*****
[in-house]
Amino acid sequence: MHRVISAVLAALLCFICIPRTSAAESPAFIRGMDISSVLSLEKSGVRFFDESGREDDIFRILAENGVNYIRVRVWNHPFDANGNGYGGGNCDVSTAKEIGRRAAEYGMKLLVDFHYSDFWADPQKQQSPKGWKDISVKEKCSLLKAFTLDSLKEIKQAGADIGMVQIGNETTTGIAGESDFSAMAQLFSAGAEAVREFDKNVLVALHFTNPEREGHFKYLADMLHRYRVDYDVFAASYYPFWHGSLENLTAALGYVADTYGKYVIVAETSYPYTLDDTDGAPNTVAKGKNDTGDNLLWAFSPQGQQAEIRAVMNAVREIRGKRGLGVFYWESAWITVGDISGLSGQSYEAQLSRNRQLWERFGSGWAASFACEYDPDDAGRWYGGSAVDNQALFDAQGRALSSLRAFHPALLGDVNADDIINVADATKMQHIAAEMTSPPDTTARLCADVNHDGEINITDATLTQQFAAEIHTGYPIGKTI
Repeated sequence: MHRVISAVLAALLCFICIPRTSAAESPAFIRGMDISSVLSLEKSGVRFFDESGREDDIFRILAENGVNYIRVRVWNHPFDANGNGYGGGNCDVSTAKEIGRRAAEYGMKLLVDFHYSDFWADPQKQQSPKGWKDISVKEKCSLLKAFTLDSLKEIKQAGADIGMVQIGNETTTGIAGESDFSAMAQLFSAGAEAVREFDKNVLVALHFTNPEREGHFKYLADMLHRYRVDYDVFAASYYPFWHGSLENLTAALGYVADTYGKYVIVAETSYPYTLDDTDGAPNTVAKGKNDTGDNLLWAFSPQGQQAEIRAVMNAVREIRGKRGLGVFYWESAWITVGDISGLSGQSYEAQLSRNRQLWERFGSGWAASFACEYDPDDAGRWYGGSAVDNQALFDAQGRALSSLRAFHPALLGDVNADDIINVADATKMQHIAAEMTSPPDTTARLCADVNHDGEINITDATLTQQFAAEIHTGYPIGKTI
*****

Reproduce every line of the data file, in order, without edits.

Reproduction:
[in-house]
Amino acid sequence: MHRVISAVLAALLCFICIPRTSAAESPAFIRGMDISSVLSLEKSGVRFFDESGREDDIFRILAENGVNYIRVRVWNHPFDANGNGYGGGNCDVSTAKEIGRRAAEYGMKLLVDFHYSDFWADPQKQQSPKGWKDISVKEKCSLLKAFTLDSLKEIKQAGADIGMVQIGNETTTGIAGESDFSAMAQLFSAGAEAVREFDKNVLVALHFTNPEREGHFKYLADMLHRYRVDYDVFAASYYPFWHGSLENLTAALGYVADTYGKYVIVAETSYPYTLDDTDGAPNTVAKGKNDTGDNLLWAFSPQGQQAEIRAVMNAVREIRGKRGLGVFYWESAWITVGDISGLSGQSYEAQLSRNRQLWERFGSGWAASFACEYDPDDAGRWYGGSAVDNQALFDAQGRALSSLRAFHPALLGDVNADDIINVADATKMQHIAAEMTSPPDTTARLCADVNHDGEINITDATLTQQFAAEIHTGYPIGKTI
Repeated sequence: MHRVISAVLAALLCFICIPRTSAAESPAFIRGMDISSVLSLEKSGVRFFDESGREDDIFRILAENGVNYIRVRVWNHPFDANGNGYGGGNCDVSTAKEIGRRAAEYGMKLLVDFHYSDFWADPQKQQSPKGWKDISVKEKCSLLKAFTLDSLKEIKQAGADIGMVQIGNETTTGIAGESDFSAMAQLFSAGAEAVREFDKNVLVALHFTNPEREGHFKYLADMLHRYRVDYDVFAASYYPFWHGSLENLTAALGYVADTYGKYVIVAETSYPYTLDDTDGAPNTVAKGKNDTGDNLLWAFSPQGQQAEIRAVMNAVREIRGKRGLGVFYWESAWITVGDISGLSGQSYEAQLSRNRQLWERFGSGWAASFACEYDPDDAGRWYGGSAVDNQALFDAQGRALSSLRAFHPALLGDVNADDIINVADATKMQHIAAEMTSPPDTTARLCADVNHDGEINITDATLTQQFAAEIHTGYPIGKTI